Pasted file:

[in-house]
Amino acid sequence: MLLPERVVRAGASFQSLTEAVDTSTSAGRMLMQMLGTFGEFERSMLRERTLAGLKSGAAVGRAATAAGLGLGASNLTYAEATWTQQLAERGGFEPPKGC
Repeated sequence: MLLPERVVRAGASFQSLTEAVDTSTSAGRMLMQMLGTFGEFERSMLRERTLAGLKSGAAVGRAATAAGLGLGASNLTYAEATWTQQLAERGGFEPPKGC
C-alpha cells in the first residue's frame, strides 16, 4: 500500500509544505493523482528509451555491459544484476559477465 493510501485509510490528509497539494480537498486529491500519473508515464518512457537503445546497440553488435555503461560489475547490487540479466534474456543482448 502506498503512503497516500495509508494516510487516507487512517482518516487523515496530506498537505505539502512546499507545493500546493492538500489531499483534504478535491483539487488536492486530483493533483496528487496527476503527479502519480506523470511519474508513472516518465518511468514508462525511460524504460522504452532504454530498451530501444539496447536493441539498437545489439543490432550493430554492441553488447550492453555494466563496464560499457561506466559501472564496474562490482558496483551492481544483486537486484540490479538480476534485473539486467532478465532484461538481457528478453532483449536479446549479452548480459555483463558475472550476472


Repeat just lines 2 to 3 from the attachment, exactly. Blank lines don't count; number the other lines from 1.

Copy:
Amino acid sequence: MLLPERVVRAGASFQSLTEAVDTSTSAGRMLMQMLGTFGEFERSMLRERTLAGLKSGAAVGRAATAAGLGLGASNLTYAEATWTQQLAERGGFEPPKGC
Repeated sequence: MLLPERVVRAGASFQSLTEAVDTSTSAGRMLMQMLGTFGEFERSMLRERTLAGLKSGAAVGRAATAAGLGLGASNLTYAEATWTQQLAERGGFEPPKGC